And then there was the women! The other performers! I wanted my book launch not to be just a celebration of my book, but I wanted to move the focus away from it being me performing my poetry but to bring poets and singers from migrant backgrounds (ones that inspired me) so together we could make a collective ‘sound’, a collective ‘call’, a collective ‘statement’, that we are women, our families migrated here, and we have a voice. I asked them all to interpret the metaphor ‘just give me the pills’ in any way they liked, and what they came up with was so powerful that by the end of the night when it was my turn to perform I struggled. I thought to myself I don’t know if I’m going to be able to perform! Many of these poets had written their pieces because I had invited them to be a part of my event and what they came up with blew my mind. And to think that I had inspired it! I had been the trigger! This is art.

Kylie Supski’s poem of dabbling outside the margins of normal, Tariro Movondo’s piece about her mother’s struggle as a single mother raising her children as a women of African diaspora, Pascal Latra (accompanied by Jacob Papadopoulos) interpreting the stories of my heritage through Greek blues music and transporting us all to Greece, Misbah Wolf (accompanied by Nick Wolf) and her song about depression called ‘the bell jar’, Angela Costi’s poem about her work as a front line worker helping women in abusive relationships and Amanda Anastasi’s poem about her memories of growing up in multicultural suburbia – all of this poetry together had me thinking beyond my book launch. There is an absence of this collective voice in the arts. Maybe my book launch has inspired me into a different kind of venture! All I could think was I need to bring these women together again, or this idea – women from migrant backgrounds.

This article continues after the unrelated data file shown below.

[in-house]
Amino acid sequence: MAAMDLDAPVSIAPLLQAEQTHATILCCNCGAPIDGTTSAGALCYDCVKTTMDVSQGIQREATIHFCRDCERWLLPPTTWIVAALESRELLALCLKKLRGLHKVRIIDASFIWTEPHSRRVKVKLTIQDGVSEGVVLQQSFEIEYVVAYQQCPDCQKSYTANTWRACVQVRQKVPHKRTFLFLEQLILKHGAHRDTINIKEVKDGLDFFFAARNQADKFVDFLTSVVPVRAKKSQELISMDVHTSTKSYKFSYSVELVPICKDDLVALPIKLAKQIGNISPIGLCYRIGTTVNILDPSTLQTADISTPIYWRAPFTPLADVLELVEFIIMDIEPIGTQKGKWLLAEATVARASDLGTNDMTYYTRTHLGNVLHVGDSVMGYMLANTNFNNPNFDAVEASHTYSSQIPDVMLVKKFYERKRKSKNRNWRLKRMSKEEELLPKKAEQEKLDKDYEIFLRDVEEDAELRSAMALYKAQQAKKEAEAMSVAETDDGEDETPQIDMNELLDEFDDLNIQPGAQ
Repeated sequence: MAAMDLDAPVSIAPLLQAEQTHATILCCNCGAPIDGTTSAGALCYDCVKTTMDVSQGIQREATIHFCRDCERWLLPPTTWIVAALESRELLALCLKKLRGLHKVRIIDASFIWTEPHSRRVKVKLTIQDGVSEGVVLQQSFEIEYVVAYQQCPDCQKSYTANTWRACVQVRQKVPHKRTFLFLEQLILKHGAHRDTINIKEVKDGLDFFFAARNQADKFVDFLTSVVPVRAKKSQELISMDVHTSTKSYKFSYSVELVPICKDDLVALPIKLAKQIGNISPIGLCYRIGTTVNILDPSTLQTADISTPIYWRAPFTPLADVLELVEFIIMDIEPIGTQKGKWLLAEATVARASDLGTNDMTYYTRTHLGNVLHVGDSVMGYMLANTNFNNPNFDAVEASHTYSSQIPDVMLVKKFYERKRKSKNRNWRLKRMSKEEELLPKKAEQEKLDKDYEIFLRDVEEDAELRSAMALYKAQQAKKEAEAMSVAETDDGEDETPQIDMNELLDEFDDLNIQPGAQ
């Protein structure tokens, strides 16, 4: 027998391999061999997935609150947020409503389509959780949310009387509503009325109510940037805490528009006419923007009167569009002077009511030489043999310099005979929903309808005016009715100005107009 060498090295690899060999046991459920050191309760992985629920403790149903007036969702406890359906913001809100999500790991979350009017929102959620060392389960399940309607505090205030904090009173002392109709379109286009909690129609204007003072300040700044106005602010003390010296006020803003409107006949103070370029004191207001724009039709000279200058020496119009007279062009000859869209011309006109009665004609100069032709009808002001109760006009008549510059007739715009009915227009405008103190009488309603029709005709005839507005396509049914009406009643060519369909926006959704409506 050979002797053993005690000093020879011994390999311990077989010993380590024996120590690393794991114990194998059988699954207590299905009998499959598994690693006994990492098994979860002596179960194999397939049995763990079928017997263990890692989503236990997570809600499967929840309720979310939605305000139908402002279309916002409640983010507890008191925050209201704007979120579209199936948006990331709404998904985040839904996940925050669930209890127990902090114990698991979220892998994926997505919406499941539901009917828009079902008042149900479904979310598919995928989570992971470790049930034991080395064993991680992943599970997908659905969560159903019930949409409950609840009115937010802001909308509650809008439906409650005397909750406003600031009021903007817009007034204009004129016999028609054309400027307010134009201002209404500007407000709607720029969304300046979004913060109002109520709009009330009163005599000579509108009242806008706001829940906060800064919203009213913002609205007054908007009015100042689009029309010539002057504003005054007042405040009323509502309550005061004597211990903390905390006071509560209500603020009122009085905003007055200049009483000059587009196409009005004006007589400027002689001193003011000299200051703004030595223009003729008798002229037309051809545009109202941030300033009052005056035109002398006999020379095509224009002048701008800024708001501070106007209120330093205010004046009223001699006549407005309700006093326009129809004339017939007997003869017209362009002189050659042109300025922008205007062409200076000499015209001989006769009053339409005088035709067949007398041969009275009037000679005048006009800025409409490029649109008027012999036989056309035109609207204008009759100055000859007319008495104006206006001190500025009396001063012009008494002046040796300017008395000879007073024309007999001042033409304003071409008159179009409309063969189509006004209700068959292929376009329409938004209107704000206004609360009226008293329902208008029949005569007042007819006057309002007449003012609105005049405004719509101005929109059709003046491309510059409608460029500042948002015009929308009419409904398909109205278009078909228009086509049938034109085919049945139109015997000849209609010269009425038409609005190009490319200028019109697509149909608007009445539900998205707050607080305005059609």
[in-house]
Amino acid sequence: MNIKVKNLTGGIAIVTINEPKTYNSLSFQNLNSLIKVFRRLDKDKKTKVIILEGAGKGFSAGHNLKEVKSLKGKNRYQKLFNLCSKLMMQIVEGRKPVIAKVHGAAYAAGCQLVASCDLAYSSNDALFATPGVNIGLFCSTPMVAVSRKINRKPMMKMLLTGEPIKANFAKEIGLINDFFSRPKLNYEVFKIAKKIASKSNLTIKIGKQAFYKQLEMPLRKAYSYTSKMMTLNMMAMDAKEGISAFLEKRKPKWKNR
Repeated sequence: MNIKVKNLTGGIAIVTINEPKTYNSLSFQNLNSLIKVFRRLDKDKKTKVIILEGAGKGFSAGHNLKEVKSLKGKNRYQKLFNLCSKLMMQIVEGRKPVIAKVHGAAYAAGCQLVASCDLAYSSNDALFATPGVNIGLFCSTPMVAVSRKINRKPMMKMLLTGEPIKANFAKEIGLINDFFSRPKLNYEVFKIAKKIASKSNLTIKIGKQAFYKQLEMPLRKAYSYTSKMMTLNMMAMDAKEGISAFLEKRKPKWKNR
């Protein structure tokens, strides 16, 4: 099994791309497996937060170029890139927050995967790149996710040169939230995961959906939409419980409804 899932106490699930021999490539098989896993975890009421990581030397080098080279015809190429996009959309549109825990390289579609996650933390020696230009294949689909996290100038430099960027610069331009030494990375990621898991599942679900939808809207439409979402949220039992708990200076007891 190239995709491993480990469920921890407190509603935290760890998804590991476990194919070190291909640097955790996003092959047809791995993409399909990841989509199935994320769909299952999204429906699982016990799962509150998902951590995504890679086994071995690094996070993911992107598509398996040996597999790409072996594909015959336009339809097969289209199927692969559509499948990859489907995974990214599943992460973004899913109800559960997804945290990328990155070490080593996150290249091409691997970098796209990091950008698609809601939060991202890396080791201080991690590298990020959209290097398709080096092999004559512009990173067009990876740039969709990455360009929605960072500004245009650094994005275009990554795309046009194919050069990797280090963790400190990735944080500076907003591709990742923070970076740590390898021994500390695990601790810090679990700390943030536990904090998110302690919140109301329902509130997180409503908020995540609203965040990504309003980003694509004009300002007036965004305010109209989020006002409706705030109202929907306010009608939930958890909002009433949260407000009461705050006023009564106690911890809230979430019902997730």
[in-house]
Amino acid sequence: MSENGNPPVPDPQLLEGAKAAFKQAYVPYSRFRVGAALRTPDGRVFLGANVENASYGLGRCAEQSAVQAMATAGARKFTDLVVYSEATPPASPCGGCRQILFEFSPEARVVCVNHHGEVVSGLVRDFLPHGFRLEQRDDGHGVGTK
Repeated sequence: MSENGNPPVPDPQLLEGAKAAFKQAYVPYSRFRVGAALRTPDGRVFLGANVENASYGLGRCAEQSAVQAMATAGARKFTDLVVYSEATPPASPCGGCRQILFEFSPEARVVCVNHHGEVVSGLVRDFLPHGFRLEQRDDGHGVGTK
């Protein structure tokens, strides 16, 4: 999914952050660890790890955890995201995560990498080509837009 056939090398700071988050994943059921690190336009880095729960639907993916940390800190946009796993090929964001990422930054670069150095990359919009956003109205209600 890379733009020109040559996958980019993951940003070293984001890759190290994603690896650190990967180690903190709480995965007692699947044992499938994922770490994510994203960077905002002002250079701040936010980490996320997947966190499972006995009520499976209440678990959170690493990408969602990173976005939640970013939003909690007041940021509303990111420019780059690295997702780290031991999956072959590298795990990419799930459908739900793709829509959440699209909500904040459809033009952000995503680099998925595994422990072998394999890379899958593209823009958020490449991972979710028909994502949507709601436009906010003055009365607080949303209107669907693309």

Despite this I did perform, and my heart was so overfilled with respect, admiration, love, support, inspiration for not only these women but for the people who came to the event to make it the special and unforgettable night it was. Thank you to all who made it so. x

All images in this post Brendan Bonsack. Thank you to the Greek Community of Melbourne and Victoria for supporting the event. Thank you to my editors Les Zigomanis, Maurice Mcnamara and David Cameron. Thank you to Outside The Box Press.

Kylie Supski

Emilie Collyer

Emilie Collyer

Amanda Anastasi

Amanda Anastasi

Amy Bodossian

Amy Bodossian

Misbah Wolf and Nick Wolf

Misbah Wolf and Nick Wolf

Angela Costi

Angela Costi

Pascal Latra and Jacob Papadopoulos

Pascal Latra and Jacob Papadopoulos

By |2018-12-03T19:07:39+10:00December 3rd, 2018|Creative commentary|0 Comments

Why don’t you piss in my mouth? / Γιατί δε μου κατουράς μέσα στο στόμα? (poem)

This poem is response to the product “Body Jane” which received EU funding. The product can be purchased as a drink bottle or a urinal. You can read more about it here in English or Για περισσότερες πληροφορίες κάντε κλικ εδώ here in Greek. This isn’t the first time this has happened. In 2012, a Sydney restaurant had urinals shaped like women’s mouths however complaints had them removed. From what I can see, “Body Jane” is still available.